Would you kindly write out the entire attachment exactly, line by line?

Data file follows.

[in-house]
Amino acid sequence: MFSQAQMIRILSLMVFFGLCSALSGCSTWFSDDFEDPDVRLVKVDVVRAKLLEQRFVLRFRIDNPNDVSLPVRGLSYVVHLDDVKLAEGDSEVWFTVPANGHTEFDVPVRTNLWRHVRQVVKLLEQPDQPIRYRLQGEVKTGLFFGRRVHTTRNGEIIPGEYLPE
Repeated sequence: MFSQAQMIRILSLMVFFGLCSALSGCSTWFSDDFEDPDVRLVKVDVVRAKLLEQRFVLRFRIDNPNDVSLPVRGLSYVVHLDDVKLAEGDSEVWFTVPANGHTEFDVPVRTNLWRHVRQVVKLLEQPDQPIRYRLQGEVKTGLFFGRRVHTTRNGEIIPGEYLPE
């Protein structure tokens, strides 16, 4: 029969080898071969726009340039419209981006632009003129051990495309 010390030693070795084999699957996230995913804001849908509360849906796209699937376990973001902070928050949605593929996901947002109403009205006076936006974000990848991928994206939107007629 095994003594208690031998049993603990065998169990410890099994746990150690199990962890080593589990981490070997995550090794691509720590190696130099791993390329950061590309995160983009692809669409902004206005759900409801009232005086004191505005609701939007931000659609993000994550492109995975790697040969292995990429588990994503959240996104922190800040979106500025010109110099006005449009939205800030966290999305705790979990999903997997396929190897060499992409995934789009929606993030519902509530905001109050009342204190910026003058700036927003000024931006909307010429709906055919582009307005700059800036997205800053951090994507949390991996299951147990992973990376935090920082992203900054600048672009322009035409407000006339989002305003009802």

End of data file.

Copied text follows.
[in-house]
Amino acid sequence: MFSQAQMIRILSLMVFFGLCSALSGCSTWFSDDFEDPDVRLVKVDVVRAKLLEQRFVLRFRIDNPNDVSLPVRGLSYVVHLDDVKLAEGDSEVWFTVPANGHTEFDVPVRTNLWRHVRQVVKLLEQPDQPIRYRLQGEVKTGLFFGRRVHTTRNGEIIPGEYLPE
Repeated sequence: MFSQAQMIRILSLMVFFGLCSALSGCSTWFSDDFEDPDVRLVKVDVVRAKLLEQRFVLRFRIDNPNDVSLPVRGLSYVVHLDDVKLAEGDSEVWFTVPANGHTEFDVPVRTNLWRHVRQVVKLLEQPDQPIRYRLQGEVKTGLFFGRRVHTTRNGEIIPGEYLPE
């Protein structure tokens, strides 16, 4: 029969080898071969726009340039419209981006632009003129051990495309 010390030693070795084999699957996230995913804001849908509360849906796209699937376990973001902070928050949605593929996901947002109403009205006076936006974000990848991928994206939107007629 095994003594208690031998049993603990065998169990410890099994746990150690199990962890080593589990981490070997995550090794691509720590190696130099791993390329950061590309995160983009692809669409902004206005759900409801009232005086004191505005609701939007931000659609993000994550492109995975790697040969292995990429588990994503959240996104922190800040979106500025010109110099006005449009939205800030966290999305705790979990999903997997396929190897060499992409995934789009929606993030519902509530905001109050009342204190910026003058700036927003000024931006909307010429709906055919582009307005700059800036997205800053951090994507949390991996299951147990992973990376935090920082992203900054600048672009322009035409407000006339989002305003009802």